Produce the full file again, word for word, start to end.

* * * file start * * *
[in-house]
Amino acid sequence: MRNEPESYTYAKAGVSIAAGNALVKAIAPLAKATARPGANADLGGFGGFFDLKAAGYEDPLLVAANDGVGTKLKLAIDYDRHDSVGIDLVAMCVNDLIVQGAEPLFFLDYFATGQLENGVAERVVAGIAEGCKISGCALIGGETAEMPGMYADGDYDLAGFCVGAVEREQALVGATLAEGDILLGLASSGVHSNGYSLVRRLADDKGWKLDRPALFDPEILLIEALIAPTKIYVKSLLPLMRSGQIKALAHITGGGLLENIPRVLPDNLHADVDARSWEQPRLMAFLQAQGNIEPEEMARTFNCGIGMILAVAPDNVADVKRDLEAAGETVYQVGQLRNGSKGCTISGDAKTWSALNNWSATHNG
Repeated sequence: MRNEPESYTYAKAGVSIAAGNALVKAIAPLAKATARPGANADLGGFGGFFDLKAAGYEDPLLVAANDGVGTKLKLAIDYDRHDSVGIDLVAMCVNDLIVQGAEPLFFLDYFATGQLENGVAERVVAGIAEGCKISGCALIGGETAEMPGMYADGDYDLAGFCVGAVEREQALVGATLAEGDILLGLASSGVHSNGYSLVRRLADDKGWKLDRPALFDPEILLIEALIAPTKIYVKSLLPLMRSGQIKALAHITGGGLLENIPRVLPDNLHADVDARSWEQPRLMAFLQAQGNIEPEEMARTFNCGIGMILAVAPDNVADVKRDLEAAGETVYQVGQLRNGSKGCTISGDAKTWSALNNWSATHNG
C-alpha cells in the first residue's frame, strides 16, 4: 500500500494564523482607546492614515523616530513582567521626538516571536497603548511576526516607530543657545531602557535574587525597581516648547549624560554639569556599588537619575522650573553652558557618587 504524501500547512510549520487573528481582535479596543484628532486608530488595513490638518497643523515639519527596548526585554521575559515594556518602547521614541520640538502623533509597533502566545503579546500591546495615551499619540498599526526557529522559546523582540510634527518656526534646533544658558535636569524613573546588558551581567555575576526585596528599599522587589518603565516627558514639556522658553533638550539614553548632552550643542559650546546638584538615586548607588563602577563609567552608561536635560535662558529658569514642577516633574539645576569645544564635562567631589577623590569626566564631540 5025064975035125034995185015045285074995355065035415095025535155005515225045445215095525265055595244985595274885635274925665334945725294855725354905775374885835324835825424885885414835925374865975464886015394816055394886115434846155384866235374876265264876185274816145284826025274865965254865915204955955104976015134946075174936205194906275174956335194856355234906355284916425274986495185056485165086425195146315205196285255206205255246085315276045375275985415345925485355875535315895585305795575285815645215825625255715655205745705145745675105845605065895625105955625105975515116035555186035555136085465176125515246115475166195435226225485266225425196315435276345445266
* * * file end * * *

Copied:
[in-house]
Amino acid sequence: MRNEPESYTYAKAGVSIAAGNALVKAIAPLAKATARPGANADLGGFGGFFDLKAAGYEDPLLVAANDGVGTKLKLAIDYDRHDSVGIDLVAMCVNDLIVQGAEPLFFLDYFATGQLENGVAERVVAGIAEGCKISGCALIGGETAEMPGMYADGDYDLAGFCVGAVEREQALVGATLAEGDILLGLASSGVHSNGYSLVRRLADDKGWKLDRPALFDPEILLIEALIAPTKIYVKSLLPLMRSGQIKALAHITGGGLLENIPRVLPDNLHADVDARSWEQPRLMAFLQAQGNIEPEEMARTFNCGIGMILAVAPDNVADVKRDLEAAGETVYQVGQLRNGSKGCTISGDAKTWSALNNWSATHNG
Repeated sequence: MRNEPESYTYAKAGVSIAAGNALVKAIAPLAKATARPGANADLGGFGGFFDLKAAGYEDPLLVAANDGVGTKLKLAIDYDRHDSVGIDLVAMCVNDLIVQGAEPLFFLDYFATGQLENGVAERVVAGIAEGCKISGCALIGGETAEMPGMYADGDYDLAGFCVGAVEREQALVGATLAEGDILLGLASSGVHSNGYSLVRRLADDKGWKLDRPALFDPEILLIEALIAPTKIYVKSLLPLMRSGQIKALAHITGGGLLENIPRVLPDNLHADVDARSWEQPRLMAFLQAQGNIEPEEMARTFNCGIGMILAVAPDNVADVKRDLEAAGETVYQVGQLRNGSKGCTISGDAKTWSALNNWSATHNG
C-alpha cells in the first residue's frame, strides 16, 4: 500500500494564523482607546492614515523616530513582567521626538516571536497603548511576526516607530543657545531602557535574587525597581516648547549624560554639569556599588537619575522650573553652558557618587 504524501500547512510549520487573528481582535479596543484628532486608530488595513490638518497643523515639519527596548526585554521575559515594556518602547521614541520640538502623533509597533502566545503579546500591546495615551499619540498599526526557529522559546523582540510634527518656526534646533544658558535636569524613573546588558551581567555575576526585596528599599522587589518603565516627558514639556522658553533638550539614553548632552550643542559650546546638584538615586548607588563602577563609567552608561536635560535662558529658569514642577516633574539645576569645544564635562567631589577623590569626566564631540 5025064975035125034995185015045285074995355065035415095025535155005515225045445215095525265055595244985595274885635274925665334945725294855725354905775374885835324835825424885885414835925374865975464886015394816055394886115434846155384866235374876265264876185274816145284826025274865965254865915204955955104976015134946075174936205194906275174956335194856355234906355284916425274986495185056485165086425195146315205196285255206205255246085315276045375275985415345925485355875535315895585305795575285815645215825625255715655205745705145745675105845605065895625105955625105975515116035555186035555136085465176125515246115475166195435226225485266225425196315435276345445266